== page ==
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What makes being a real estate agent so unique? We’re one of the only businesses that actually survives on “coop-etition.” We only succeed by cooperating with the competition.

During my second year in the business, I was having a bit of an ordeal with a transaction. My uncle Bill was my broker, and I explained the situation to him: The other agent I was working with said one thing, the buyer said something else, and the seller had something completely different to say. He looked me in the eye and said, “Buyers and sellers will come and go. The agent is always going to be here, and you’ll probably end up doing business together again in the future. Your relationship with the other agent is the only thing that’s going to make this deal close. Stick to the facts and the contract, and protect that relationship with the other agent.”

How do we make that happen with purpose? How do we create more leverage for ourselves and our business through relationships with our competition?

First, keep your relationships with the competition at the forefront of your daily duties by taking the time to congratulate them on victories, listings, the things they do on social media, etc. I also make it a point to wish them a happy birthday.

I remember being in an incredible buyer’s market in Northern California from 1990 to about 1996. There were a ton of homes on the market, as well as price reductions, and a lot of unhappy sellers. At one point, I had 23 listings and was having to manage unhappy sellers, open house scheduling and everything else. I realized through conversations with my competition that I could create a reputation for myself as being someone who is professional, fun, kind, caring and thoughtful when involved in a co-op transaction.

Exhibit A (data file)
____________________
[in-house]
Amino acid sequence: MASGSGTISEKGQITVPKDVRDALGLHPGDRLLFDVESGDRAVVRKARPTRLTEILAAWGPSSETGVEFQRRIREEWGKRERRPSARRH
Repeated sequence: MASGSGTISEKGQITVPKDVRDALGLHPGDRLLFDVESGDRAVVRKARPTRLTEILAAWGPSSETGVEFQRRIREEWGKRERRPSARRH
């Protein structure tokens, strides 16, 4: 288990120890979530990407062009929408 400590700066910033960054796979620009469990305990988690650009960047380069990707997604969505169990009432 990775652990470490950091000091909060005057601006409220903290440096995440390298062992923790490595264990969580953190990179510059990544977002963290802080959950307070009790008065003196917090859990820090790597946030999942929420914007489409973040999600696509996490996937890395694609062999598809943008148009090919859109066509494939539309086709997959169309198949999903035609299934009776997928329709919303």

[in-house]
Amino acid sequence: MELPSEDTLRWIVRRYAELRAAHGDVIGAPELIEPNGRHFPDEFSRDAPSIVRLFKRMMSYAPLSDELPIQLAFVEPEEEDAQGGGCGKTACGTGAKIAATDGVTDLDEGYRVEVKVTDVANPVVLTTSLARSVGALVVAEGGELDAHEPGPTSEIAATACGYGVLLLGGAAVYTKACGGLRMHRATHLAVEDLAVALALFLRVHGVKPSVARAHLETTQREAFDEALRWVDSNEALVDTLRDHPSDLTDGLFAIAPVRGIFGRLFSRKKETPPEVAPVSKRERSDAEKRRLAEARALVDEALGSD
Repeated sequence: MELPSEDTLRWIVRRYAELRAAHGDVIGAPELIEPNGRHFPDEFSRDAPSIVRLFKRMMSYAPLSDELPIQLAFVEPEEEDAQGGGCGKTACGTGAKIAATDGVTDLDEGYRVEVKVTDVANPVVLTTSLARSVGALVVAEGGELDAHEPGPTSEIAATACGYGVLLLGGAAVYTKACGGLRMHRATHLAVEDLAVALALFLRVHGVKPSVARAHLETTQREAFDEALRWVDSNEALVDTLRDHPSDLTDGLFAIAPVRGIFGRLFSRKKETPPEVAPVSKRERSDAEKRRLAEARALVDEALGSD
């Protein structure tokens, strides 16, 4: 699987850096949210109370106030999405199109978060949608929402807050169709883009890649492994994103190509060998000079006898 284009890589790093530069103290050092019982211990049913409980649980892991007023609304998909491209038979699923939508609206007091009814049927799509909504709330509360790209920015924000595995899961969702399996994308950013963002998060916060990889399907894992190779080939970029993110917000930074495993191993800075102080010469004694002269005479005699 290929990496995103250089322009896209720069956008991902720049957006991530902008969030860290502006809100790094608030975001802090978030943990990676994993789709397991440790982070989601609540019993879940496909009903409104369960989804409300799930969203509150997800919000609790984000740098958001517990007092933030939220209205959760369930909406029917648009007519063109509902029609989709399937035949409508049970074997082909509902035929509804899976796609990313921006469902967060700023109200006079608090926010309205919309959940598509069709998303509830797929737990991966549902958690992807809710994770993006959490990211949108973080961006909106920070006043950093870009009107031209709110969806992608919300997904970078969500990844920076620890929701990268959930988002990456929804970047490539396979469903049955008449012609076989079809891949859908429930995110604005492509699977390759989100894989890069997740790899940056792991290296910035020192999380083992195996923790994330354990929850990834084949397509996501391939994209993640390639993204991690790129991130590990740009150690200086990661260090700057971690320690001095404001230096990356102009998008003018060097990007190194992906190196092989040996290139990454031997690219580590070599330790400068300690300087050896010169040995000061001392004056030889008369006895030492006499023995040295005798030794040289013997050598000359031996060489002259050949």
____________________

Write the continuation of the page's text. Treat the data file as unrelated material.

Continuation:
I began calling on, mailing to and networking with the busiest professionals in our industry. Showing up at broker tour meetings and board events was also very helpful. I got involved in the Women’s Council of REALTORS® when there were very few men involved, became a CRS and was on the board of directors for both our local and state association of REALTORS®. All of this put me face-to-face with the best and the busiest on a regular basis. I started a mailing list that included these top agents, and we began sharing our listings. Since there was so much inventory, we decided it would benefit all of us to show one another’s listings.

But it doesn’t end there. You can just as easily leverage the competition in a seller’s market when there’s very low inventory, a lot of buyers and nothing to sell them. In this situation, it’s all about reaching out to the agent who has the listing my client is leaning to make an offer on. I check on them personally and ask what we can do to make our offer better. I also offer to reciprocate should they ever have a buyer for one of my listings.

In the end, remember that there are many ways to leverage the competition. Don’t forget that your competition is also your friend and ally. Step up, nurture and respect those relationships, and allow yourself the success you deserve.

Geha_Rick_60x60Rick Geha of The Rick Geha Real Estate Team began his real estate career at age 22. Over the past 15 years, he’s led more than 1,000 classes and workshops throughout the U.S. and Canada and has presented keynote addresses to thousands of professionals from all industries and walks of life. Rick is currently a coach with Workman Success Systems. Contact him at For more information, please visit

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